When you send a proposal to a prospect, would it be good to know what aspects of the proposal they were interested in? Absolutely! I want to show you how you can do this using Google Analytics tracking codes. I use this technique in every proposal I send out and it helps me during the sales process.
Google Analytics Campaigns
Let me step back first and talk about what makes this all work. Almost every business has Google Analytics active on their website. This gives you information about visitors to your website and what they were looking at (more posts on that later). A little used feature of Google Analytics are campaigns. If you run a lot of online marketing campaigns, like ads, you would use this to measure the effectiveness of each ad.
You can use this built-in feature for much more than ads. Any link to a page on your website can use a campaign link. So what I do is set up a campaign name for each proposal I send out. I include links in the proposal to more detailed information on my website that a prospect might want to review during the decision making process. Whenever a prospect clicks on one of the links, Google Analytics records that the visit to that page came from a specific proposal. Now I know within 24 hours what topics the prospect is interested in.
I use this for more than proposals. I include coded links in the emails I send after my workshops with additional resources for the participants. Within a week, I can see which articles or videos they clicked on and in a followup call with the client we can discuss what areas they may need additional training in, based on the actual needs demonstrated by their staff.
I include coded links in SlideShare presentations so I can see what information people were interested in as they viewed the slides. I have also used coded links in PDF documents and on special reports on my website. Tracking actions is better than guessing what people are interested in.
The campaign code
Here is an example of a link that contains a Google Analytics tracking code:
The campaign tracking code consists of three parts:
Campaign Name: a code that uniquely identifies this marketing effort. For newsletters, I use issue360, issue361, etc. For a SlideShare deck I might use a code like 3BigFinancialMistakesDeck. Make the code meaningful so it is easy to recognize when looking at your analytics reports.
Source: a code that uniquely identifies the link that is being clicked. I suggest numbering links if there are multiple links to the same page in a single email or document. For example, if I had two links to a web report, I might use WebReportlink1 and WebReportlink2. This way, I know which of the two links generated the most action by the reader.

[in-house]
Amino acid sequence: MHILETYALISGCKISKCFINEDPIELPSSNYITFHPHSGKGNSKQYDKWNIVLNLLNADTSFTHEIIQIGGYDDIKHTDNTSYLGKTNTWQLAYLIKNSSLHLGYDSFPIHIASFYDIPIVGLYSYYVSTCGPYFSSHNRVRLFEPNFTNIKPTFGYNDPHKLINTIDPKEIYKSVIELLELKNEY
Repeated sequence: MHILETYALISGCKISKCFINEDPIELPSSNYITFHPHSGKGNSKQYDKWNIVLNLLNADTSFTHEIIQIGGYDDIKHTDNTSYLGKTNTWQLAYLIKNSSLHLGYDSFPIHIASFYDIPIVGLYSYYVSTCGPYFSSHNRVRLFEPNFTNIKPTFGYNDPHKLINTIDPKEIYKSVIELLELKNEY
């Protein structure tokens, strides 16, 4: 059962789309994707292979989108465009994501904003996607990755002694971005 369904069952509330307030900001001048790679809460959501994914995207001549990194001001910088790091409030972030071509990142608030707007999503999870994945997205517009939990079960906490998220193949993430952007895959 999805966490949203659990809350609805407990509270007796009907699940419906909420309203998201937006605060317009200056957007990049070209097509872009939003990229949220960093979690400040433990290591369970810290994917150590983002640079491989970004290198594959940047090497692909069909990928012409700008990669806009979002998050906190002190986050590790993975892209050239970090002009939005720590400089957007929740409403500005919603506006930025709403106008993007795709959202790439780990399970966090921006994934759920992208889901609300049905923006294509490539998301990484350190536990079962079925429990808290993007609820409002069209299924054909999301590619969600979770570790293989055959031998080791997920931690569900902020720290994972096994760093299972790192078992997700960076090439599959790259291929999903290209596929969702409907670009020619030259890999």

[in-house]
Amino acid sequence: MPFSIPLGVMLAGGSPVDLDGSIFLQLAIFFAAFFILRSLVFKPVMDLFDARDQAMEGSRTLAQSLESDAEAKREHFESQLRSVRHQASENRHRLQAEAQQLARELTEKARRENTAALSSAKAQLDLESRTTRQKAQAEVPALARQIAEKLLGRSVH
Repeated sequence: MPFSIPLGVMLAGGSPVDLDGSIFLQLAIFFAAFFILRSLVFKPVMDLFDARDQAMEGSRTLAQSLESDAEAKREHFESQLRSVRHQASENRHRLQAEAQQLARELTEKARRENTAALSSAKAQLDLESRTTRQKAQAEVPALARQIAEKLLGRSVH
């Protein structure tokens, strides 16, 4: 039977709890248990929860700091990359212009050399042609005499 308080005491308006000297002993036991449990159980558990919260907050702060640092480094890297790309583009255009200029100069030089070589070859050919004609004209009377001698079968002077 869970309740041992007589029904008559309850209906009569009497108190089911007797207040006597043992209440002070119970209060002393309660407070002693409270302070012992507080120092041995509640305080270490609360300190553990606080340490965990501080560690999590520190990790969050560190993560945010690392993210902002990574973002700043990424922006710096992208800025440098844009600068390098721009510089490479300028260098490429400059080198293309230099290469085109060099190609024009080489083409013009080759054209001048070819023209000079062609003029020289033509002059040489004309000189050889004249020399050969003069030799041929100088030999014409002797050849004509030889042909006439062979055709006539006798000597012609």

Medium: a code that identifies the type of campaign. This is not reported well in the reports, so I generally just use simple categories such as email, newsletter, or SlideShare.
The link can get long, but the link still works and it doesn’t change how fast the person sees the content on your site. It gives you additional information that allows you to make better decisions about how effective your marketing efforts are.
Google has more complete documentation on using campaigns here and a URL builder tool that you can use.
How campaigns appear in Google Analytics
After you start using campaigns, you can view the campaign statistics in your Google Analytics reports. Under the Acquisition menu, you will see the Campaigns link. When you are looking at your campaigns, the default is to organize by the campaign code first. Here is what the top of my campaigns screen looks like.
I can see how well each campaign did in terms of number of clicks, how many pages they viewed after clicking the link, and how much time they spent on my site in that visit. I have seen that visitors who come to my site via one of these links stay longer and view more pages than those that come via a web search.
When you click on a specific campaign, you see which links people clicked on. Here is my screen for the issue 361 campaign, which was issue 361 of my newsletter.
Clearly, the links to the web report were the most popular of these links, with over 80% of the clicks from this newsletter to that report. It also showed that the first link in the newsletter was almost twice as popular than the second link. In the past I have seen the popularity of links indicate that topics on using Excel data were popular and I was able to focus more on those topics in my writing and speaking.
In my discussions with other business owners, I have found few who use Google Analytic campaigns in this way to track the popularity of topics in proposals, documents and other materials. Consider how you can leverage these links in your business.